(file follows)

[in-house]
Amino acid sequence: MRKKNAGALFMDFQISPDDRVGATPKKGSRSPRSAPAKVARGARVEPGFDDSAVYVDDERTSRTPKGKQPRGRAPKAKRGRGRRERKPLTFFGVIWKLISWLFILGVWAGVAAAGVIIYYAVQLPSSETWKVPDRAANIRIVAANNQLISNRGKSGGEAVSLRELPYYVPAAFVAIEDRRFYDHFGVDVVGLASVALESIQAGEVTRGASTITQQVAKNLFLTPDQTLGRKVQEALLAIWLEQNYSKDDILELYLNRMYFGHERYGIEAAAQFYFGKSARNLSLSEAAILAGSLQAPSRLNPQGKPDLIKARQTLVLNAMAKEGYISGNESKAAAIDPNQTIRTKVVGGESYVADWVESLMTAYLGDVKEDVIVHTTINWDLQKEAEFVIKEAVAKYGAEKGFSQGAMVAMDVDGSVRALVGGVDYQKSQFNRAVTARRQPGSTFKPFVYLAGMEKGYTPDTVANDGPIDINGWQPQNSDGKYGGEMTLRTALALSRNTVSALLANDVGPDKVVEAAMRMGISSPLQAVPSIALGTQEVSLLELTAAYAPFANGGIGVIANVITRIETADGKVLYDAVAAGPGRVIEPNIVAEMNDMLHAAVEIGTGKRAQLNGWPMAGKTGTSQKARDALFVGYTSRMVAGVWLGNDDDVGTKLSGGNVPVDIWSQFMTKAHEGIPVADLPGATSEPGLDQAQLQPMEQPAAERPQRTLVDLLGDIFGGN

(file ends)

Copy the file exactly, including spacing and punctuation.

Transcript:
[in-house]
Amino acid sequence: MRKKNAGALFMDFQISPDDRVGATPKKGSRSPRSAPAKVARGARVEPGFDDSAVYVDDERTSRTPKGKQPRGRAPKAKRGRGRRERKPLTFFGVIWKLISWLFILGVWAGVAAAGVIIYYAVQLPSSETWKVPDRAANIRIVAANNQLISNRGKSGGEAVSLRELPYYVPAAFVAIEDRRFYDHFGVDVVGLASVALESIQAGEVTRGASTITQQVAKNLFLTPDQTLGRKVQEALLAIWLEQNYSKDDILELYLNRMYFGHERYGIEAAAQFYFGKSARNLSLSEAAILAGSLQAPSRLNPQGKPDLIKARQTLVLNAMAKEGYISGNESKAAAIDPNQTIRTKVVGGESYVADWVESLMTAYLGDVKEDVIVHTTINWDLQKEAEFVIKEAVAKYGAEKGFSQGAMVAMDVDGSVRALVGGVDYQKSQFNRAVTARRQPGSTFKPFVYLAGMEKGYTPDTVANDGPIDINGWQPQNSDGKYGGEMTLRTALALSRNTVSALLANDVGPDKVVEAAMRMGISSPLQAVPSIALGTQEVSLLELTAAYAPFANGGIGVIANVITRIETADGKVLYDAVAAGPGRVIEPNIVAEMNDMLHAAVEIGTGKRAQLNGWPMAGKTGTSQKARDALFVGYTSRMVAGVWLGNDDDVGTKLSGGNVPVDIWSQFMTKAHEGIPVADLPGATSEPGLDQAQLQPMEQPAAERPQRTLVDLLGDIFGGN